The Plot of The Libation Bearers
Before the play begins . . .
In the first play of the Oresteia trilogy, Agamemnon returns to Argos after ten years away at the Trojan War. His wife Clytemnestra, who has been ruling the kingdom in his absence, murders him and his concubine Cassandra. Clytemnestra's reasons include jealousy, envy, and revenge for the sacrifice of their daughter Iphigeneia, whom Agamemnon killed in order to sail to Troy. Clytemnestra has also taken up with Agamemnon's cousin Aegisthus, who did not go to Troy.
Clytemnestra and Agamemnon have two other children: daughter Electra, who has been in the court at Argos since before her father left; and son Orestes, who has grown up in the house of Strophios away from Argos.
As the play begins . . .
The women wonder about the efficacy of an offering sent by Clytemnestra, who murdered Agamemnon, but they begin nevertheless to pour the libations until Electra notices traces of someone else at the grave. Orestes comes forward, and a touching recognition scene ensues. After they catch up with one another, they pray together to their father and make a plan to avenge his death.
Orestes and Pylades gain admittance to the palace in disguise and report to Clytemnestra that Orestes is dead; she takes the news well. We meet Orestes' nurse who really does grieve his "death," and who has been sent to fetch Aegisthus. He returns to hear the good news and enters the palace only to be killed by Orestes. Clytemnestra, who now realizes that she has welcomed an avenging son home, appeals to him on the basis of her motherhood, and Orestes hesitates for a moment to kill her. Pylades reminds him of the orders of Apollo, and Orestes takes Clytemnestra back inside to die.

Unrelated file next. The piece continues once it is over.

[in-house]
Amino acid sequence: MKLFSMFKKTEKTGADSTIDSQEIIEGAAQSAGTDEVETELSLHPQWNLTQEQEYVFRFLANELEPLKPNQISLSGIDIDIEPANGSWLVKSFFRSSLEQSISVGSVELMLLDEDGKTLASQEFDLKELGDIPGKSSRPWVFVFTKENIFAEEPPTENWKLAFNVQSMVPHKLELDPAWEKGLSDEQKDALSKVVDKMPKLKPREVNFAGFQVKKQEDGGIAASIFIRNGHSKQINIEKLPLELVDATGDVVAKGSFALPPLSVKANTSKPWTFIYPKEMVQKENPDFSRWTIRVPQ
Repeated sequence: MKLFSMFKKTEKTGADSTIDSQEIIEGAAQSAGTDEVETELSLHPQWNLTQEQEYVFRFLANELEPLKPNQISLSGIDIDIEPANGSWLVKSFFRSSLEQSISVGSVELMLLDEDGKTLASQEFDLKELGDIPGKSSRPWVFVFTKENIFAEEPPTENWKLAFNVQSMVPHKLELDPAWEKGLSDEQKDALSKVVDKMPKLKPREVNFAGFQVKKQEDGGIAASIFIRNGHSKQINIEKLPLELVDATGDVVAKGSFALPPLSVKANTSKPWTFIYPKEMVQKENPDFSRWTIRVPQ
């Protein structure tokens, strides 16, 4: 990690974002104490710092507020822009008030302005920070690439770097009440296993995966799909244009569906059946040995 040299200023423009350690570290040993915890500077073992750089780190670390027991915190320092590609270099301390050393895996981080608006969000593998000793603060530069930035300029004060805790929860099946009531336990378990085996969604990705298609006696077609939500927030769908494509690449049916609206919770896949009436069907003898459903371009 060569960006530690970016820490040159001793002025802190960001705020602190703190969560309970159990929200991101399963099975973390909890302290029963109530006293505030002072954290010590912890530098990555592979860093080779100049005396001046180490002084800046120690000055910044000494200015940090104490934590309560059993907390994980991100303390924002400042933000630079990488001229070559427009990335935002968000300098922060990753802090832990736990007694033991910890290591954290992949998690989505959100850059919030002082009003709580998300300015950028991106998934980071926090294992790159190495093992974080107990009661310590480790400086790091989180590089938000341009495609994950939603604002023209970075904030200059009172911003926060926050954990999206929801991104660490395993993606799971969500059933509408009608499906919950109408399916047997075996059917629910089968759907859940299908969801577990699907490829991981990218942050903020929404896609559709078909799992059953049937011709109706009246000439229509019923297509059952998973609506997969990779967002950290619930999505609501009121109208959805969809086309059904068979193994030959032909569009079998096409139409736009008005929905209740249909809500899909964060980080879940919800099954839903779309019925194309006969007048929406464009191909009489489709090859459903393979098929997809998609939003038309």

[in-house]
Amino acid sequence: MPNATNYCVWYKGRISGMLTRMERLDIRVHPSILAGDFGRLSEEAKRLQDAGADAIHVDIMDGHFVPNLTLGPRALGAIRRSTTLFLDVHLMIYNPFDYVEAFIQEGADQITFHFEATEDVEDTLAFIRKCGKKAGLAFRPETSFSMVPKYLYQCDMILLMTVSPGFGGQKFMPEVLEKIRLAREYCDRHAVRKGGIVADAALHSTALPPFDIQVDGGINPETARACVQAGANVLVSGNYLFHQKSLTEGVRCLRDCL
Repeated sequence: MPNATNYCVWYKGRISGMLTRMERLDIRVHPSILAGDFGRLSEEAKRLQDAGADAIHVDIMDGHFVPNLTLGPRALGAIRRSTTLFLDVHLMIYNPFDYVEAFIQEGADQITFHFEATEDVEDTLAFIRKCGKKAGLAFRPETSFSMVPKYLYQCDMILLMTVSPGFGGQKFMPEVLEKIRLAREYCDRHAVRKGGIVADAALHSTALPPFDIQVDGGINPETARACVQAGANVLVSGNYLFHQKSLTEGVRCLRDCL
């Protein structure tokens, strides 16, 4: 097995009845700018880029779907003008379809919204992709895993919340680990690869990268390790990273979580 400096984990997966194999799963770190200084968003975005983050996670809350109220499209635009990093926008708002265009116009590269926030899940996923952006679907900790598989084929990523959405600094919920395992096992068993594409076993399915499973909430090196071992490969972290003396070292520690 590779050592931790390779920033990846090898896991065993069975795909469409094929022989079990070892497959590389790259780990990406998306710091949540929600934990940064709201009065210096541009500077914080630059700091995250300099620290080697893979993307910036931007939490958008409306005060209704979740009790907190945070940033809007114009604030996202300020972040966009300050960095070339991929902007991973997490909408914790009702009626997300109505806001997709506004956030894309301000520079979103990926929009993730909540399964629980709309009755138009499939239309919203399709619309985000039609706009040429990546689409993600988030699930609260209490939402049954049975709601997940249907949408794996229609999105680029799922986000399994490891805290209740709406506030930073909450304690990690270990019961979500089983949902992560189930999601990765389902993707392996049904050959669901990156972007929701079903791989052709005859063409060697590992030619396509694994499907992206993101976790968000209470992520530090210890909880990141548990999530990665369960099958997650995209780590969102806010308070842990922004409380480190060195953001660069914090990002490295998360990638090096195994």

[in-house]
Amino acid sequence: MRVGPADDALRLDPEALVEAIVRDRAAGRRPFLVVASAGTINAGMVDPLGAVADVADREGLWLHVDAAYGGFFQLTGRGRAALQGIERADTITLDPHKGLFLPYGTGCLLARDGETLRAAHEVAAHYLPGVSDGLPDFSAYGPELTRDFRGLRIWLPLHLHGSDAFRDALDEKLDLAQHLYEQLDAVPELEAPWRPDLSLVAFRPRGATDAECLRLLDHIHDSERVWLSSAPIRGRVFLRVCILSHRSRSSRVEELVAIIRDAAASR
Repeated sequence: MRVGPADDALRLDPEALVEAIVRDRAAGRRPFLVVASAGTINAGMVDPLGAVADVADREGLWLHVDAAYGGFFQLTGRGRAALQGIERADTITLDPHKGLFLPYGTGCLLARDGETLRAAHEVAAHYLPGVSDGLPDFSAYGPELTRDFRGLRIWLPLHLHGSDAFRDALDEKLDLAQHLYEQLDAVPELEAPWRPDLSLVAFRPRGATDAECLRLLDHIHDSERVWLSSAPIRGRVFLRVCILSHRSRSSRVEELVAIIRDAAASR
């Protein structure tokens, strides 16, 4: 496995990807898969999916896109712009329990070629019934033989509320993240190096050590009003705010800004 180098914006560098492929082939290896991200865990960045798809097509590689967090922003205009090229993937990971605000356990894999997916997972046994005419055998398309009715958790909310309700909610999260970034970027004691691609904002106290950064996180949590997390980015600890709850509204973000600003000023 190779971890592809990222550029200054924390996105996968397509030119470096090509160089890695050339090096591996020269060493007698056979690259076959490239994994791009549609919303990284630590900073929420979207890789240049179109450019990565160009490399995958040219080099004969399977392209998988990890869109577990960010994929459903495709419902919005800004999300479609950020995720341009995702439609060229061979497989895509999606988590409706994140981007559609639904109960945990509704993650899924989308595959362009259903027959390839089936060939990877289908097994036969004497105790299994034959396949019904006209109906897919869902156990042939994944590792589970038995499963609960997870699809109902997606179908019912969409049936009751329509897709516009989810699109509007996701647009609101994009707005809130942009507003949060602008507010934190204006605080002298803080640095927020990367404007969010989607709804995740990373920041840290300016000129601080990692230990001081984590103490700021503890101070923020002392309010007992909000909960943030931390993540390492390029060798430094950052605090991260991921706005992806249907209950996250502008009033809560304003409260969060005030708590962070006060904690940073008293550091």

The doors open to reveal Clytemnestra and Aegisthus dead, with Orestes in triumph over them. (Much as Clytemnestra appeared over the bodies of Agamemnon and Cassandra in the previous play.) As the play ends, Orestes sees the Furies chasing him, and he flees toward Delphi to the protection of Apollo.
In the last play . . .
|© 2000-2012 Amy R. Cohen||The CENTER FOR ANCIENT DRAMA at RANDOLPH COLLEGE|